7. Consider a Springing power of attorney, instead of general durable powers. A power of attorney (POA) is a document you use to appoint a person to act, as your “attorney-in-fact”, on your behalf.  A general power would allow a person, such as a spouse, business partner, or trusted friend, to take any actions in your place other than making medical decisions (an advanced directive is needed for this) or executing a new will.  While a general, active POA may be appropriate in some situations, at times you might be uncomfortable granting such broad power to another while you are healthy and of sound mind.  Consider a “springing” power of attorney, which would only empower your attorney-in-fact to act if you are faced with a disability as determined by your physician.  Other types of powers, including nondurable powers (ones that empower someone to act for you until you become disabled) and limited powers (ones that empower someone for a limited, specific time and purpose) may be appropriate in other situations.
  8. Be aware of both New Jersey Estate taxes and New Jersey Inheritance taxes. In addition to the estate tax that an estate might have to pay to the federal government, the State of New Jersey imposes an additional tax on assets of an estate:  inheritance tax.  Before we delve into this misunderstood tax, you should know that no federal or state taxes are imposed on assets passing to surviving spouses who are U.S, citizens (taxes may be imposed if the survivor is not a U.S. citizen).  Also, for estates of $11,200,000 or less ($22,400,000 for married couples), no federal estate tax will be imposed.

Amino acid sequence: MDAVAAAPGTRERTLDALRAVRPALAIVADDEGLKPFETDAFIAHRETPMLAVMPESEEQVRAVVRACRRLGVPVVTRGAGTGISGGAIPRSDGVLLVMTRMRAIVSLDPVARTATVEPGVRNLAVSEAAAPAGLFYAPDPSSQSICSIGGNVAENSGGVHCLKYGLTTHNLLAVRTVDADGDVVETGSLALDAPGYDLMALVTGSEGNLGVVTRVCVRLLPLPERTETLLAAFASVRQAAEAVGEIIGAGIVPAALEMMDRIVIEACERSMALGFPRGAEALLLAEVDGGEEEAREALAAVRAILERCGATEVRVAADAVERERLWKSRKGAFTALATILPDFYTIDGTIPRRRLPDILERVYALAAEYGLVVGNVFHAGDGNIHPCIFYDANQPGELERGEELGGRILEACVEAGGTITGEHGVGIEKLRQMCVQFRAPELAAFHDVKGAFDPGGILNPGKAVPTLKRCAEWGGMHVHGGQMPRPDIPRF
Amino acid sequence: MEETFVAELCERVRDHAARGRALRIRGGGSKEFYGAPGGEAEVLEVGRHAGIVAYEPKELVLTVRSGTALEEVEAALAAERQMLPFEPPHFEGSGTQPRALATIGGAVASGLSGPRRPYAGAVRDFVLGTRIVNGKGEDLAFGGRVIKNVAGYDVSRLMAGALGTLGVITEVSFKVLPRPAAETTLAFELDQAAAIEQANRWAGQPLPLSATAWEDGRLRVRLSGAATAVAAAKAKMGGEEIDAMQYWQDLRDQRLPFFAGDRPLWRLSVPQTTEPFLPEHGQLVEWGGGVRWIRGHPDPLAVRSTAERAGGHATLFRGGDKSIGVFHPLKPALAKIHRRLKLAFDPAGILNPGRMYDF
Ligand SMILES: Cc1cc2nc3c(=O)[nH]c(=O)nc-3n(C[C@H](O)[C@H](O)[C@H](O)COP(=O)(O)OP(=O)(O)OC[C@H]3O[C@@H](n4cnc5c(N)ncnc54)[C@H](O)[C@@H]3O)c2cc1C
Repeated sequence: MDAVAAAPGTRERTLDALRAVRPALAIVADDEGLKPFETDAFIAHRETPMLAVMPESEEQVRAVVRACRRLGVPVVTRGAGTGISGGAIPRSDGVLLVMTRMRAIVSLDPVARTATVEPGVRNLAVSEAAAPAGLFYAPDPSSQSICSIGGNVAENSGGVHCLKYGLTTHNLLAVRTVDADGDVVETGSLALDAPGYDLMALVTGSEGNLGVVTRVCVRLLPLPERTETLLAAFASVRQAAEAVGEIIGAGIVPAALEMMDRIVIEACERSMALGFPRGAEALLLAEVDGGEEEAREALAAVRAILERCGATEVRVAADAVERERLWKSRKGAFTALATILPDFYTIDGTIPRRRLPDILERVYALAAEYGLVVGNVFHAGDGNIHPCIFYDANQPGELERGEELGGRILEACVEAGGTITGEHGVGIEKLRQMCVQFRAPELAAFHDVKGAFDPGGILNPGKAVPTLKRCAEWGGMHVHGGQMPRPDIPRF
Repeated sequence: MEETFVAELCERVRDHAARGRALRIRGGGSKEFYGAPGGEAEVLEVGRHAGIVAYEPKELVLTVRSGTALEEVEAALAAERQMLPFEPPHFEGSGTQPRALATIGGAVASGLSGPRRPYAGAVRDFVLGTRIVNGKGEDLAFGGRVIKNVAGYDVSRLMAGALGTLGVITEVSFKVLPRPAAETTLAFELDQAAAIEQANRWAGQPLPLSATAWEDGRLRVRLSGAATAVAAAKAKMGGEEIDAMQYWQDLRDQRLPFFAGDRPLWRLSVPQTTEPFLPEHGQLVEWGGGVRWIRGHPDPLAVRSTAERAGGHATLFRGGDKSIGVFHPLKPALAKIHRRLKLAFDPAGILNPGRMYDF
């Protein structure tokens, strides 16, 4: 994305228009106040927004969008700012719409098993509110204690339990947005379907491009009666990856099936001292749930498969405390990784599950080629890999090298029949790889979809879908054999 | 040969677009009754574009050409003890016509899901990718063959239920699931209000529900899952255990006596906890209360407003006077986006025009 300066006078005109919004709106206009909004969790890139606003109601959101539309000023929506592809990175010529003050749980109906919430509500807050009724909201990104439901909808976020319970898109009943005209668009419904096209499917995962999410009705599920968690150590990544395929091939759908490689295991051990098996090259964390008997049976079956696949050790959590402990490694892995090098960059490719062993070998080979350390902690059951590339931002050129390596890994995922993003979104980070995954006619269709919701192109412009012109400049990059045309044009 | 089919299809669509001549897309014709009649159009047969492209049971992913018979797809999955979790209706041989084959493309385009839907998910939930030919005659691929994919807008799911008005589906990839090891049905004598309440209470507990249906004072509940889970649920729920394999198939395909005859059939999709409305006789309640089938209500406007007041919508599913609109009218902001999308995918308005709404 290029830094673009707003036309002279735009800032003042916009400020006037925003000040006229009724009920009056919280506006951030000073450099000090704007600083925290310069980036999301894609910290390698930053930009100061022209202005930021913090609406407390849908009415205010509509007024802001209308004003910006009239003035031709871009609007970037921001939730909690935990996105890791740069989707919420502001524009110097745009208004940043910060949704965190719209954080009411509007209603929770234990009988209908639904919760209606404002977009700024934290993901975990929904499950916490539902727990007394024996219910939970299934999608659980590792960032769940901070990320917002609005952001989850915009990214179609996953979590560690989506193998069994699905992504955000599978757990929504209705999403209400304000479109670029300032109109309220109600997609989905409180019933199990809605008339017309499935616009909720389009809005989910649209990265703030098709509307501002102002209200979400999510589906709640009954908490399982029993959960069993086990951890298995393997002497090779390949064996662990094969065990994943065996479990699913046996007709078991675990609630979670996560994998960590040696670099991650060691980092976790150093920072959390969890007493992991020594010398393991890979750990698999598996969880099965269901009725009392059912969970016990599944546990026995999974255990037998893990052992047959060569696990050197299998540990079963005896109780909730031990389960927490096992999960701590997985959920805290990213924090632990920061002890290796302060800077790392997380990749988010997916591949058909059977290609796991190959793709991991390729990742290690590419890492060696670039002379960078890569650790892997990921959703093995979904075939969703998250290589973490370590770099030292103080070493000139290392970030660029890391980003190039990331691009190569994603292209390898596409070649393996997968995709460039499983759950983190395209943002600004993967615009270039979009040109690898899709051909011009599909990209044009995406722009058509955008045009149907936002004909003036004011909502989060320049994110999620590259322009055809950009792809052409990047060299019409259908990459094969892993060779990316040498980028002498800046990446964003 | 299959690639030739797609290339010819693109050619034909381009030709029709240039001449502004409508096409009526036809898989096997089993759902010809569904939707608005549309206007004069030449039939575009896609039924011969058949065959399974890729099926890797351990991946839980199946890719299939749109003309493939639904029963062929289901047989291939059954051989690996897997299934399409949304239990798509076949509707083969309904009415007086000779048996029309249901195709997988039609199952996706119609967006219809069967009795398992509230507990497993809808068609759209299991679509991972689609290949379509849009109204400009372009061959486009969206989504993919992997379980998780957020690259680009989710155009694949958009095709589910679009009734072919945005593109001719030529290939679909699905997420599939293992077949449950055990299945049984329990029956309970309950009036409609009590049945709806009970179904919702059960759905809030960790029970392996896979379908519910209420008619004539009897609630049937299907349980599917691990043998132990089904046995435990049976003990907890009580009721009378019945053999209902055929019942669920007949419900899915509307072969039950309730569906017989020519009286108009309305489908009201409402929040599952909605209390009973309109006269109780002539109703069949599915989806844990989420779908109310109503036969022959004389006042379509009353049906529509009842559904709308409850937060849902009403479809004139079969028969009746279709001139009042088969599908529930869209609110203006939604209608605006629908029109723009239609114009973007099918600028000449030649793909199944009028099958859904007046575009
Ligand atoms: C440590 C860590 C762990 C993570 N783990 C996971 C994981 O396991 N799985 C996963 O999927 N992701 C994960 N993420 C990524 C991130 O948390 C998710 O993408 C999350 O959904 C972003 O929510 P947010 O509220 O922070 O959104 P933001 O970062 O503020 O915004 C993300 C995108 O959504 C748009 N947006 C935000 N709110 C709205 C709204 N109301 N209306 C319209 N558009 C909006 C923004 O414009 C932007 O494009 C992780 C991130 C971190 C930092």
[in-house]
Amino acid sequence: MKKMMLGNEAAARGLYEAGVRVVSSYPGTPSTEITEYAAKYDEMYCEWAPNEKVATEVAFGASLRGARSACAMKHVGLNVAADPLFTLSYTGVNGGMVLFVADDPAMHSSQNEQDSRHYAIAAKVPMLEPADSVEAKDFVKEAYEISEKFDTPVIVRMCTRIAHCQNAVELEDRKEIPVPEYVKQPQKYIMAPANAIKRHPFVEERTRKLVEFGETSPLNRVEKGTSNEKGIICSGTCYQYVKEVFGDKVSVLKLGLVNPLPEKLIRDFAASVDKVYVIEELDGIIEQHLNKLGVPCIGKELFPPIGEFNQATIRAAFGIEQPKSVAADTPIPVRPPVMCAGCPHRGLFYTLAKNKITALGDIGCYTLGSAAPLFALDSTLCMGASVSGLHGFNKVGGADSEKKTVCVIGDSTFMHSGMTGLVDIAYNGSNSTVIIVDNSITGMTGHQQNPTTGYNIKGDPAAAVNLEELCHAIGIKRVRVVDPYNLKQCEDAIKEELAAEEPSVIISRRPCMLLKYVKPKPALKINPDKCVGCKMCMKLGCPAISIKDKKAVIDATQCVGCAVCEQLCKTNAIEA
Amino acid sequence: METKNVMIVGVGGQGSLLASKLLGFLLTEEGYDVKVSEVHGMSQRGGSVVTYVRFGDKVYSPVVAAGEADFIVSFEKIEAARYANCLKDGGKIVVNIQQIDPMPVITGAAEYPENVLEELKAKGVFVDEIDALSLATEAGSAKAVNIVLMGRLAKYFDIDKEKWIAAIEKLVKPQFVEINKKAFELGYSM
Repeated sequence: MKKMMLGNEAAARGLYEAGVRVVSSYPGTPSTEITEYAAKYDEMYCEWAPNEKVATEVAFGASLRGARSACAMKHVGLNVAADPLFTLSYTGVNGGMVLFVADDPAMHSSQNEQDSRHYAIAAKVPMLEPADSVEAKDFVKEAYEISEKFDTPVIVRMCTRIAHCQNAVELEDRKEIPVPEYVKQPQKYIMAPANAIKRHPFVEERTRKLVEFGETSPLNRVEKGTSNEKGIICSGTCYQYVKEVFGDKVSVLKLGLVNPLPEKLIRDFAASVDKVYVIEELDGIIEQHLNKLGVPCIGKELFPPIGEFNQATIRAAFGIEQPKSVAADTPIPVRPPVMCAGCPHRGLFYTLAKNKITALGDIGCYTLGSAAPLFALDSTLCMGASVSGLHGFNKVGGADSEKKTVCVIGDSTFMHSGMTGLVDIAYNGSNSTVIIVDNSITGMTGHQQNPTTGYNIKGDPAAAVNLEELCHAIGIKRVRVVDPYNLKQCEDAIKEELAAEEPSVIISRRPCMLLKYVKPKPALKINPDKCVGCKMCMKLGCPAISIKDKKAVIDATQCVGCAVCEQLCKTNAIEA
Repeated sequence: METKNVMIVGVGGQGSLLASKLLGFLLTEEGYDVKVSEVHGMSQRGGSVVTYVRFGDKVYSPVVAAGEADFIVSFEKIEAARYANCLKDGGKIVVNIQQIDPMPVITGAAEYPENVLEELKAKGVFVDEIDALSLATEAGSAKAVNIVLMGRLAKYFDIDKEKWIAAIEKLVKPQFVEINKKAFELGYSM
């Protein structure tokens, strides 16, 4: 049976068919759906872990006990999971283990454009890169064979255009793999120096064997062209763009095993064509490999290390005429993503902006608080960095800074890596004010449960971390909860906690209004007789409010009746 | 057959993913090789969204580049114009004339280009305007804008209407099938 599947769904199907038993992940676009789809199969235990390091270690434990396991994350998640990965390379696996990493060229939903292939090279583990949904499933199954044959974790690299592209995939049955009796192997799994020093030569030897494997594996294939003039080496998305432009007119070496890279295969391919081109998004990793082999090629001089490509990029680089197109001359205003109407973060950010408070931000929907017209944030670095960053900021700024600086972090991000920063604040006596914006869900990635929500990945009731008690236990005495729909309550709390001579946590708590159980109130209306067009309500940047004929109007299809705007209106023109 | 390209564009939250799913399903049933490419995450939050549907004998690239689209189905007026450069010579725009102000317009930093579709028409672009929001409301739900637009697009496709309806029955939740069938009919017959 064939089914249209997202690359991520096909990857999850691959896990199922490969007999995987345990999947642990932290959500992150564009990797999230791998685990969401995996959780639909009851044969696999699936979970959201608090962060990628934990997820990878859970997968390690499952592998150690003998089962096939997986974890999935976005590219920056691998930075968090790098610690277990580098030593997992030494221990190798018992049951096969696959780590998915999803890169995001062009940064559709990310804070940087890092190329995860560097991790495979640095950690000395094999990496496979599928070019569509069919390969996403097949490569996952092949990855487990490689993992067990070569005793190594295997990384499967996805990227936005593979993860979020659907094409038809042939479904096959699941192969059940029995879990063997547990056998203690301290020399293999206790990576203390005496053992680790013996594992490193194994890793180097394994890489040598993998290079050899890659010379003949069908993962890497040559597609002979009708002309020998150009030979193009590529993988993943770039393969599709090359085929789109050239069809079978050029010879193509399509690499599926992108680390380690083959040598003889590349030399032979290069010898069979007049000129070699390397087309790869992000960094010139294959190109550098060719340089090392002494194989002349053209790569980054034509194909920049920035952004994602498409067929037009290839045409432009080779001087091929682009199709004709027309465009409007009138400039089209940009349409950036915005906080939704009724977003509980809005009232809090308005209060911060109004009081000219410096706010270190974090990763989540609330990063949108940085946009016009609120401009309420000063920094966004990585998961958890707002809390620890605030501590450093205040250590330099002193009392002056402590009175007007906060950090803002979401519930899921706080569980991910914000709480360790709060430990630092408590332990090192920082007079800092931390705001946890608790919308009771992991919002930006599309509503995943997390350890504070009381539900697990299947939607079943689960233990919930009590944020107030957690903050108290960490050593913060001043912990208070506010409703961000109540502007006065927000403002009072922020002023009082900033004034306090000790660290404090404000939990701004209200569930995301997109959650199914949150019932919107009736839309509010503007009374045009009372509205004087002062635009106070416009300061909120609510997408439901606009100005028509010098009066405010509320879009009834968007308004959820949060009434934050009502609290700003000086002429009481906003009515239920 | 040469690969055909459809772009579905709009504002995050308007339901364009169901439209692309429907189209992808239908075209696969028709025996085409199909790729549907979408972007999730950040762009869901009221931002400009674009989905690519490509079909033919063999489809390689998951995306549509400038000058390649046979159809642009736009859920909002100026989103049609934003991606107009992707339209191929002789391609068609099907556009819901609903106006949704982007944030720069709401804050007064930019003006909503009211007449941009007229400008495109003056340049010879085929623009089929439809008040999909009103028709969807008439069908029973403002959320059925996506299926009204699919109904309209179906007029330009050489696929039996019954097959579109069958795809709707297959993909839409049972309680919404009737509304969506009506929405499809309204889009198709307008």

Even with the elimination of the New Jersey state estate tax, New Jersey still imposes an inheritance tax on certain types of beneficiaries.  If you leave assets to beneficiaries who are not your lineal ancestors or descendants (not parents, children, grandchildren, etc…), New Jersey imposes an inheritance tax of approximately 15%.  Some proper planning may help to reduce or minimize these taxes.

  1. Consider Irrevocable trusts to reduce your potential estate tax. While “revocable” living trusts may not make much sense to avoid probate, using “irrevocable” trusts (a trust you cannot cancel or “revoke”) makes sense for larger estates that face higher potential tax liabilities.  There are some situations where you (the giver of the assets) must live for at least 3 years for the gift to be completed.  For example, many persons transfer their life insurance policies to an “ILIT” (irrevocable life insurance trust”) later in life to avoid policy proceeds from being subject to estate tax.  Inclusion of these policies in your estate is based upon who “owns” the policy, not who is it payable to (i.e., the beneficiary(ies)).  But you must live at least 3 years from the date of this transfer for it to become effective.  If not, everyone who was sick and dying would gift their insurance policies just before they died to avoid tax.  New Jersey also imposes a “3-year rule” on all gifts of assets.

The basic message to you is to work with a skilled attorney and get good legal advice.  Do it yourself websites such as Legal Zoom are not the best way to protect and provide for your loved ones.